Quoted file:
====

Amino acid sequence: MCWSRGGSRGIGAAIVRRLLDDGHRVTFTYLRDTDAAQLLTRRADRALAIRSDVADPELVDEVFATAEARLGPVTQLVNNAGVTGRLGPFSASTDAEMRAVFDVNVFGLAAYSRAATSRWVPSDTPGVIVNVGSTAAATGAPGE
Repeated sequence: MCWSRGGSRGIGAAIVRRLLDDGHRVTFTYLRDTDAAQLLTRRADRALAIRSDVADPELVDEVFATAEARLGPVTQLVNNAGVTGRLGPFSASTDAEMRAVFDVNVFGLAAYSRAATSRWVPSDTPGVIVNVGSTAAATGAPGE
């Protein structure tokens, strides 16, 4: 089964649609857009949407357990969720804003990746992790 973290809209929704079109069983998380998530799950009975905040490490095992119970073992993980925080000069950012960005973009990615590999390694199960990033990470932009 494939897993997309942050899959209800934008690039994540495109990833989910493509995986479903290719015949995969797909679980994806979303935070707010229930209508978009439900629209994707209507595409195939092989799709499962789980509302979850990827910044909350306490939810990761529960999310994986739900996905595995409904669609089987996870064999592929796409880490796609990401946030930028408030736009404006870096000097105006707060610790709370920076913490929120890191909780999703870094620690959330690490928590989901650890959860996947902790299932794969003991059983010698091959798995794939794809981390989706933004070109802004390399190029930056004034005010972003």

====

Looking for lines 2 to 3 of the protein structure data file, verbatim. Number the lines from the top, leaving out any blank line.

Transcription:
Repeated sequence: MCWSRGGSRGIGAAIVRRLLDDGHRVTFTYLRDTDAAQLLTRRADRALAIRSDVADPELVDEVFATAEARLGPVTQLVNNAGVTGRLGPFSASTDAEMRAVFDVNVFGLAAYSRAATSRWVPSDTPGVIVNVGSTAAATGAPGE
């Protein structure tokens, strides 16, 4: 089964649609857009949407357990969720804003990746992790 973290809209929704079109069983998380998530799950009975905040490490095992119970073992993980925080000069950012960005973009990615590999390694199960990033990470932009 494939897993997309942050899959209800934008690039994540495109990833989910493509995986479903290719015949995969797909679980994806979303935070707010229930209508978009439900629209994707209507595409195939092989799709499962789980509302979850990827910044909350306490939810990761529960999310994986739900996905595995409904669609089987996870064999592929796409880490796609990401946030930028408030736009404006870096000097105006707060610790709370920076913490929120890191909780999703870094620690959330690490928590989901650890959860996947902790299932794969003991059983010698091959798995794939794809981390989706933004070109802004390399190029930056004034005010972003």